What could be better to wile away the hours of a trip spanning almost the length of Mississippi than a good murder mystery? I’d saved Murder in the Manuscript Room by Con Lehane for just such an occasion.
In good crime novel tradition, amateur sleuth Raymond Ambler, who is NYC’s 42nd Street Library’s curator of crime fiction, sets out to solve the murder of a young woman who may or may not have been the person she claimed to be. Multiple suspects turn up, all with questionable motives for the crime. Could it be the young Islamic scholar doing research in the library, an ex-husband, or a member of a corrupt police department? Is the crime related to another in the upstate prison or maybe to a long-ago murder of a union reformer? Winding through this plot is Ambler’s growing relationship with Adele Morgan, a custody battle for his grandson, and redemption help for the grandson’s babysitter caught with drugs. Adele’s friendship with the murder victim makes her an avid partner in the search for her killer. Her fondness for the grandson makes her a willing ally in the custody fight and enhances her relationship to Raymond.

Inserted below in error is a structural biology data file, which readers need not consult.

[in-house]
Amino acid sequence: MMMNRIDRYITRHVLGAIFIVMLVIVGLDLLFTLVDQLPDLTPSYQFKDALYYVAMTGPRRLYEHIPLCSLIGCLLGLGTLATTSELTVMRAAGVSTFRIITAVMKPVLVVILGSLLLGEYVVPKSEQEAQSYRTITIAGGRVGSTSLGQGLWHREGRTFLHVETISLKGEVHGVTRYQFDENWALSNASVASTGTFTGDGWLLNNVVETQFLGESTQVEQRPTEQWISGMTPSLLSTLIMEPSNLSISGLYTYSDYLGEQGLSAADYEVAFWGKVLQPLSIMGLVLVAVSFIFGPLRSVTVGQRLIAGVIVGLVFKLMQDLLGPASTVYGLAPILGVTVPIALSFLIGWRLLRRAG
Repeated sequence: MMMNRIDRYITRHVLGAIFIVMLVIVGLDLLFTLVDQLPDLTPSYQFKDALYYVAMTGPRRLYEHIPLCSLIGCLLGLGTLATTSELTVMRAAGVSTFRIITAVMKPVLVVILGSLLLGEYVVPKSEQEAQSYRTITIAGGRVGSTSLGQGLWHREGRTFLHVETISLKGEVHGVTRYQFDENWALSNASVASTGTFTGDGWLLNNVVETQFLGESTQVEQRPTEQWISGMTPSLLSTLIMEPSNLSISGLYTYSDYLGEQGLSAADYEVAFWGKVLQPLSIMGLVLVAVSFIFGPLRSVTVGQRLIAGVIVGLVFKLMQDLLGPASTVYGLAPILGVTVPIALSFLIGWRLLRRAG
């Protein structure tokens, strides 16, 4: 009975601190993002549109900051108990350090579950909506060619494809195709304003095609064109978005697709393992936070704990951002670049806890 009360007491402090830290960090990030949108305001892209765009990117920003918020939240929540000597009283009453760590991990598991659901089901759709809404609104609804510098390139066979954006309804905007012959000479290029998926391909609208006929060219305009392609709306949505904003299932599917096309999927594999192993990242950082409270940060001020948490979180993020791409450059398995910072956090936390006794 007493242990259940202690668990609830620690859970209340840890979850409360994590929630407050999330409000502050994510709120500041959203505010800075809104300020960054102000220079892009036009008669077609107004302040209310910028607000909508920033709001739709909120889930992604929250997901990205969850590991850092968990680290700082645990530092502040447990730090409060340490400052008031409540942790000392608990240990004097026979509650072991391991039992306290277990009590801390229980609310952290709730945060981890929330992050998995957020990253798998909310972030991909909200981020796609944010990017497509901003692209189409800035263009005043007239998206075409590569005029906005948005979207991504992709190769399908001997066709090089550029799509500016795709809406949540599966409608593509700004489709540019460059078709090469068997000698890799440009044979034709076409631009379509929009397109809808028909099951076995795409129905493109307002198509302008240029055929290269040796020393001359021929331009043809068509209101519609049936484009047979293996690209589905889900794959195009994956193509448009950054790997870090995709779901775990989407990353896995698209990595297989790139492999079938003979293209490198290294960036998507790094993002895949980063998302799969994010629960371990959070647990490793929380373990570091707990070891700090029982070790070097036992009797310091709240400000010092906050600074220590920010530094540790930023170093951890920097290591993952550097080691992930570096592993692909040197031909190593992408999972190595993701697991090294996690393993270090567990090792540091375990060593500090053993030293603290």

This book is second in a series and although I had not read the first, enough pertinent items from it were included that I did not feel lost, but I think not so many that readers of the first would feel bored. It also brought closure while hinting at another mystery to come.
The book accomplished its purpose as I lost myself in the streets of New York City while the highway miles flew by to North Mississippi. It brought no new insights on life nor did it teach any grand lessons, but it took away my question of “Are we there yet?”